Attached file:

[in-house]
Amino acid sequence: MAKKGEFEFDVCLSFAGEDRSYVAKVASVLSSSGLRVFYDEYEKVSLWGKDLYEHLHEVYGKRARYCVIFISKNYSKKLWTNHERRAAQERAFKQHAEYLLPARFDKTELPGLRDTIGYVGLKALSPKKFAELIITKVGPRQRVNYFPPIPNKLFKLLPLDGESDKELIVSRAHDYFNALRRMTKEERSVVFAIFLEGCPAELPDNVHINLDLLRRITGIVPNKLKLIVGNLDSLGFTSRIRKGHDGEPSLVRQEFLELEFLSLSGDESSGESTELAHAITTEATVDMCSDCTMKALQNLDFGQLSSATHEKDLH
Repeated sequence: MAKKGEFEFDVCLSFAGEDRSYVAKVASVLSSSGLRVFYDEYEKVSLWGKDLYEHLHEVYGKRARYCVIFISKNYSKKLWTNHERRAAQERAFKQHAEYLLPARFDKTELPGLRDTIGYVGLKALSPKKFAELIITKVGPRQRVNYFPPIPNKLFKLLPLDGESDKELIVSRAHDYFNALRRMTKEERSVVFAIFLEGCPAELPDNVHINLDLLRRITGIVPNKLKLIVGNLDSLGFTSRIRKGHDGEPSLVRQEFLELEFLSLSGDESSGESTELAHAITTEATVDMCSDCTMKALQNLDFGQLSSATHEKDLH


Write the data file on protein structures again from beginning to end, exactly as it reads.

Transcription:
[in-house]
Amino acid sequence: MAKKGEFEFDVCLSFAGEDRSYVAKVASVLSSSGLRVFYDEYEKVSLWGKDLYEHLHEVYGKRARYCVIFISKNYSKKLWTNHERRAAQERAFKQHAEYLLPARFDKTELPGLRDTIGYVGLKALSPKKFAELIITKVGPRQRVNYFPPIPNKLFKLLPLDGESDKELIVSRAHDYFNALRRMTKEERSVVFAIFLEGCPAELPDNVHINLDLLRRITGIVPNKLKLIVGNLDSLGFTSRIRKGHDGEPSLVRQEFLELEFLSLSGDESSGESTELAHAITTEATVDMCSDCTMKALQNLDFGQLSSATHEKDLH
Repeated sequence: MAKKGEFEFDVCLSFAGEDRSYVAKVASVLSSSGLRVFYDEYEKVSLWGKDLYEHLHEVYGKRARYCVIFISKNYSKKLWTNHERRAAQERAFKQHAEYLLPARFDKTELPGLRDTIGYVGLKALSPKKFAELIITKVGPRQRVNYFPPIPNKLFKLLPLDGESDKELIVSRAHDYFNALRRMTKEERSVVFAIFLEGCPAELPDNVHINLDLLRRITGIVPNKLKLIVGNLDSLGFTSRIRKGHDGEPSLVRQEFLELEFLSLSGDESSGESTELAHAITTEATVDMCSDCTMKALQNLDFGQLSSATHEKDLH